Six people between the ages of 18 to 35 were arrested and three were issued summonses to appear in court. Officers ordered 13 off-road vehicles and minibikes towed and issued 20 citations, police said.

McNamara said dirt bikes and ATVs have become more prevalent during the past three years, adding that these vehicles are most often found in the western and central parts of Methuen.

"Most of these off-road dirt bikes are illegal on city streets and we are finding that even street-legal motor bikes are often unregistered or stolen," he said. "The individuals are becoming more brazen, taunting and attempting to intimidate motorists and even the police."

He also described the heightened risk his officers take when chasing a recreational vehicle.

"Dirt bike and ATV pursuits are especially dangerous," McNamara said. "As it pertains to Methuen, we limit the use of continued pursuits to the most serious circumstances due to the possible consequences of those pursuits."

Combined with supreme maneuvering capabilities, many dirt bikes have top speeds of at least 100 miles per hour, while ATVs are capable of hitting 80 miles per hour. On June 7, Methuen Police chased five dirt bike operators. Four managed to escape.

But with the multi-department task force, he said a vehicular pursuit is no longer the only option.

"That's part of what this task force is all about, we will be sharing resources and information with our law enforcement partners throughout the Merrimack Valley," McNamara said. "We will utilize information, including the information we receive directly from our city residents to determine where these bikes gather and where they are being stored overnight."

In addition, McNamara said his officers will begin using a public camera system.

"I'm excited to see the impact the camera system will have on this issue," he said.

Methuen Mayor Neil Perry said the problem has become "epidemic across the Merrimack Valley," particularly in the past two years.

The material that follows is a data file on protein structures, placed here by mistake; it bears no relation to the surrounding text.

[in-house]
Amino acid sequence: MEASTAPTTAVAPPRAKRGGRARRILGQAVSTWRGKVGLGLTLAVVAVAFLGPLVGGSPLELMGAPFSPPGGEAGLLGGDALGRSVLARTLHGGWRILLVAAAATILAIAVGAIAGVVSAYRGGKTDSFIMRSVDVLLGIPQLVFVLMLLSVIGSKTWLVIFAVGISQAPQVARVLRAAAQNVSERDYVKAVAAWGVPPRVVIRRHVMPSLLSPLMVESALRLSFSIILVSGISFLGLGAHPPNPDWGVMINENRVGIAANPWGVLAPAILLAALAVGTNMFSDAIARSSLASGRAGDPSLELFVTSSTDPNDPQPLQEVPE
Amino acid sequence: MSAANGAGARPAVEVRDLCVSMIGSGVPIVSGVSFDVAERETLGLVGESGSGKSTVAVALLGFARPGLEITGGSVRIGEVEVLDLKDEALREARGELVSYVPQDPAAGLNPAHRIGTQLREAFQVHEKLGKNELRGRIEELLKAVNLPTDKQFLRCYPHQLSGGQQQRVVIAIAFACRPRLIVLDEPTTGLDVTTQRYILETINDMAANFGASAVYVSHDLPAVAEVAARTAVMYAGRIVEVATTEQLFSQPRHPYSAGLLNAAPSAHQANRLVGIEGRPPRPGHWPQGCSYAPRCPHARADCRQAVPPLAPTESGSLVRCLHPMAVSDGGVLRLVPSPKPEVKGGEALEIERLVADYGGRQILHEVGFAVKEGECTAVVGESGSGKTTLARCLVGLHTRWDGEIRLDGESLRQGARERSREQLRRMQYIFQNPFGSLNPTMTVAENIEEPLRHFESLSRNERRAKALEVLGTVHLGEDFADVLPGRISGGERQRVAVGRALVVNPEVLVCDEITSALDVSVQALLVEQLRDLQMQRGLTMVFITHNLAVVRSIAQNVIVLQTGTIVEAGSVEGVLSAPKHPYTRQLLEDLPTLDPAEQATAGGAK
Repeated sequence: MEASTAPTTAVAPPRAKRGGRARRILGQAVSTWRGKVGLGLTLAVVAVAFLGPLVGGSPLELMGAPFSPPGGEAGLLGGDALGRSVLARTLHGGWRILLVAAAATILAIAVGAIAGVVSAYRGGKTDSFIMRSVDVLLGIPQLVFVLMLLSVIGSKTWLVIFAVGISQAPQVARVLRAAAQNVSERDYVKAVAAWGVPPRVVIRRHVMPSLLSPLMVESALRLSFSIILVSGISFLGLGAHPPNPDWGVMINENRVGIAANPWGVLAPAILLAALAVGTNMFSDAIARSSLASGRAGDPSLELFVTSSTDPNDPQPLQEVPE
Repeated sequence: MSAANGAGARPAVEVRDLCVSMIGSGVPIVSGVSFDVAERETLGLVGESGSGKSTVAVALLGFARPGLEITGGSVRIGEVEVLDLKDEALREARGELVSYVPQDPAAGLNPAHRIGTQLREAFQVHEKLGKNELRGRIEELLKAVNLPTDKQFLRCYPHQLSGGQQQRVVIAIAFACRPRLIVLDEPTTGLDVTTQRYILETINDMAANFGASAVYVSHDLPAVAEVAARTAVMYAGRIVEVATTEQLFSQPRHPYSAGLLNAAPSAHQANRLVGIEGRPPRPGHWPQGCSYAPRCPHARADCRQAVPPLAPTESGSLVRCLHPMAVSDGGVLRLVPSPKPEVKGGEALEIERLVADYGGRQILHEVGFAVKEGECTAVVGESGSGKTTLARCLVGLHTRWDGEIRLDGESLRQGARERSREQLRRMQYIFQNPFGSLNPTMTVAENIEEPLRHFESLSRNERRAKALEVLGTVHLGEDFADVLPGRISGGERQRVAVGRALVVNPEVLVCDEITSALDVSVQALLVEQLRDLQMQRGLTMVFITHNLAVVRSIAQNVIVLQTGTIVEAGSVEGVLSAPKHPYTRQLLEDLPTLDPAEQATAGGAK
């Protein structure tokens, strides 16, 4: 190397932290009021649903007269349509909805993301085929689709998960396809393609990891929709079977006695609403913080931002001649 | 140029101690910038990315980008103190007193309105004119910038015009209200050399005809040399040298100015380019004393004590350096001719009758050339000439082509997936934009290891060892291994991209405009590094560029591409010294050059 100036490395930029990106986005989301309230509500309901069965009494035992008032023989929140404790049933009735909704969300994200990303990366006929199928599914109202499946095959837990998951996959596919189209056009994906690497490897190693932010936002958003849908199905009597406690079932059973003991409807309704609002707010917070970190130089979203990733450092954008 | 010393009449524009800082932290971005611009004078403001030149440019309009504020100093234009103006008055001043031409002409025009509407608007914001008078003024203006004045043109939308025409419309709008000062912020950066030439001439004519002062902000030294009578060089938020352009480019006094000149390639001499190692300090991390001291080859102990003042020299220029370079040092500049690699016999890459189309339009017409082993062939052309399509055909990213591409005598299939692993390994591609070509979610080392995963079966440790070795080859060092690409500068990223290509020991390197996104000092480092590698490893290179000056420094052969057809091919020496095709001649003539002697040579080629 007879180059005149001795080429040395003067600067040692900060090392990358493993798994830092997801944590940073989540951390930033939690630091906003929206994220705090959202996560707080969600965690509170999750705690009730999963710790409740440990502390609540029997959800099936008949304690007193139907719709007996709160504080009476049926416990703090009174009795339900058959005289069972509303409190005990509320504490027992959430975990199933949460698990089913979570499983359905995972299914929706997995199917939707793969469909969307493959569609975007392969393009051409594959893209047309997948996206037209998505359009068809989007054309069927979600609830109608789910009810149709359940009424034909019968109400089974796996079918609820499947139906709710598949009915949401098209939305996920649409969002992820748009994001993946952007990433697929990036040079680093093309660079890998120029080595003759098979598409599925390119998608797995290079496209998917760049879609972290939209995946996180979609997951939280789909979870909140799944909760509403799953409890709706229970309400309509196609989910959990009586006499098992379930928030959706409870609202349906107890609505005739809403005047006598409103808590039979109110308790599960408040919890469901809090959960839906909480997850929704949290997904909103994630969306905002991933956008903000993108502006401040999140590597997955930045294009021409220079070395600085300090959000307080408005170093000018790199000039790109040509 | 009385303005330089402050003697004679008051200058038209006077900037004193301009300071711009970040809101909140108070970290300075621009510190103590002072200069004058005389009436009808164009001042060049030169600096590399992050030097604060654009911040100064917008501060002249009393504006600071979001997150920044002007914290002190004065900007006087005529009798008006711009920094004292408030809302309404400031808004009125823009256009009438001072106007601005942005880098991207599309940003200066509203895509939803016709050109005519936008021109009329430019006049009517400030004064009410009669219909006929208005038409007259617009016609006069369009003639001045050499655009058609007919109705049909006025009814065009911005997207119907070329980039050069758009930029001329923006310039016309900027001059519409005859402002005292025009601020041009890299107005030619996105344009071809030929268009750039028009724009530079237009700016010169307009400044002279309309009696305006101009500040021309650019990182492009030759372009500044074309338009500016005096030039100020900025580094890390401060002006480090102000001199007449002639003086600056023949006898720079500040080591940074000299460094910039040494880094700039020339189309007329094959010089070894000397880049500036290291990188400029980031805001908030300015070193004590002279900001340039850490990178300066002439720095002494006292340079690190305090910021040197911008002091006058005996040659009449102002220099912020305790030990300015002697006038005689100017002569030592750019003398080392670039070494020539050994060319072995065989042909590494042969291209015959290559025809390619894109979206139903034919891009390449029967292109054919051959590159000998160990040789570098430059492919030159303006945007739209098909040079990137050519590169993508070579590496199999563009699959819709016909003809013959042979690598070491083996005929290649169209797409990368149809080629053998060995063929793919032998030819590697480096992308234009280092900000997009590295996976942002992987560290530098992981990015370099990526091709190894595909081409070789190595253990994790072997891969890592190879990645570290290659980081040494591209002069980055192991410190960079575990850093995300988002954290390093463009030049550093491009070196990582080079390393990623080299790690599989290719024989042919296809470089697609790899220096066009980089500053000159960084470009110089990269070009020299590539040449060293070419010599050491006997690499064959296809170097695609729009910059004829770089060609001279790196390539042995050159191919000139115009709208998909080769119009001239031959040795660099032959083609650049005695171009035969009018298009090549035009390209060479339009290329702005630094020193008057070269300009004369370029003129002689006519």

"We are hopeful the task force can address this safety issue for all our residents and we hope the residents continue to report any instances they see," he said.

Methuen City Council Chairman D.J. Beauregard commends McNamara for joining the task force.

"It's an area where a regional approach makes a lot of sense," he said. "It's always great when municipalities team up to share best practices and work together to improve public safety."

Methuen Central District Councilor James McCarty said dirt bikes and other recreational vehicles will continue to become more prevalent going into the summer months.

"In Methuen, residents are sick and tired of dirt bikes speeding through residential zones. Police Chief Scott McNamara identified this issue when he was hired and is working to address this safety concern," he said.

McCarty, who is also running for state representative of the 4th Essex District, said while he is out campaigning residents frequently tell him about the ongoing noise pollution and dangers associated with the dirt bikes.

He also recalled a time last summer when he found himself surrounded by dirt bikes in front of Holy Family Hospital.

"None of the operators were identifiable due to full facial coverings and none of the bikes had registered plates," McCarty said. "It is a challenging issue to address, but I believe the Merrimack Valley will work together as a coalition to resolve the reckless operation of motor bikes."

Anyone with information about the storage locations of dirt bikes, mopeds and scooters as well as those who use them are asked to contact police via email at